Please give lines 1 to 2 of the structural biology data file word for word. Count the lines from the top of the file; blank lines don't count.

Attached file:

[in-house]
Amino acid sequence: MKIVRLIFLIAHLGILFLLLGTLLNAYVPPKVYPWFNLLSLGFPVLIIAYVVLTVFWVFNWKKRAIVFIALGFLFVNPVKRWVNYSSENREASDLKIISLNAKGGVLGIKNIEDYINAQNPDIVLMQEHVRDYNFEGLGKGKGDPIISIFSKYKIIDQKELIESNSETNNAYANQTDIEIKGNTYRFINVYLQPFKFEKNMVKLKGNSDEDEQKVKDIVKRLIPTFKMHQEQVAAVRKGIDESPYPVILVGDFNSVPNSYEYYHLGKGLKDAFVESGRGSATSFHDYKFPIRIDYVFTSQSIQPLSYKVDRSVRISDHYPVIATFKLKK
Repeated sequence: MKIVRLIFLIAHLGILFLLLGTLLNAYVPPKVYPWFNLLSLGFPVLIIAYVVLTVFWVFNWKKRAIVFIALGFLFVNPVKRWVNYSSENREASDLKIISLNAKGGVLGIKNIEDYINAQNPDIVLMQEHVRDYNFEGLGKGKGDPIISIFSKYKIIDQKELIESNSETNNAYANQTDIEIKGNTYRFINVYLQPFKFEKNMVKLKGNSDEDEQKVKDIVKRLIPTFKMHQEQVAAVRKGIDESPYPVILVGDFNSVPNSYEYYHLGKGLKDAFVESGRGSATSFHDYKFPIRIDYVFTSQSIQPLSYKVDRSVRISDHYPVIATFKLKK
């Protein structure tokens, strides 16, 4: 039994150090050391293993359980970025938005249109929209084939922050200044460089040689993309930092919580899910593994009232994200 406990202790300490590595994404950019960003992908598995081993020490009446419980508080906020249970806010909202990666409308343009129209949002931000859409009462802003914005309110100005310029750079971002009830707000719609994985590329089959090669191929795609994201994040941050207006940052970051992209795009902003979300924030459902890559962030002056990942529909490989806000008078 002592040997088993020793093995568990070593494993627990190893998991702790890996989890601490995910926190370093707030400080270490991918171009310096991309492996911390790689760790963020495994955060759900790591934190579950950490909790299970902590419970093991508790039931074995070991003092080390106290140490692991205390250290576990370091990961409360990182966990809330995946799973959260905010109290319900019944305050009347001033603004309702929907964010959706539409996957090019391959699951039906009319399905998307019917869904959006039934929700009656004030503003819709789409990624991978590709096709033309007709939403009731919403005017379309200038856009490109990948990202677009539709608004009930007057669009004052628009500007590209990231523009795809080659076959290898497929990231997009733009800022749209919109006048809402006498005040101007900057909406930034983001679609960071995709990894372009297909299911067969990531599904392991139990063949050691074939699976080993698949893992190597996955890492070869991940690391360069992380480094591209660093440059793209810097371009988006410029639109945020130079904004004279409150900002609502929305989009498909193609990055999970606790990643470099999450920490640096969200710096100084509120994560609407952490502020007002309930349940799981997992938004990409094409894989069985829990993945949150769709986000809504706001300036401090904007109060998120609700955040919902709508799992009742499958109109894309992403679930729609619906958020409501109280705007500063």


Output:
[in-house]
Amino acid sequence: MKIVRLIFLIAHLGILFLLLGTLLNAYVPPKVYPWFNLLSLGFPVLIIAYVVLTVFWVFNWKKRAIVFIALGFLFVNPVKRWVNYSSENREASDLKIISLNAKGGVLGIKNIEDYINAQNPDIVLMQEHVRDYNFEGLGKGKGDPIISIFSKYKIIDQKELIESNSETNNAYANQTDIEIKGNTYRFINVYLQPFKFEKNMVKLKGNSDEDEQKVKDIVKRLIPTFKMHQEQVAAVRKGIDESPYPVILVGDFNSVPNSYEYYHLGKGLKDAFVESGRGSATSFHDYKFPIRIDYVFTSQSIQPLSYKVDRSVRISDHYPVIATFKLKK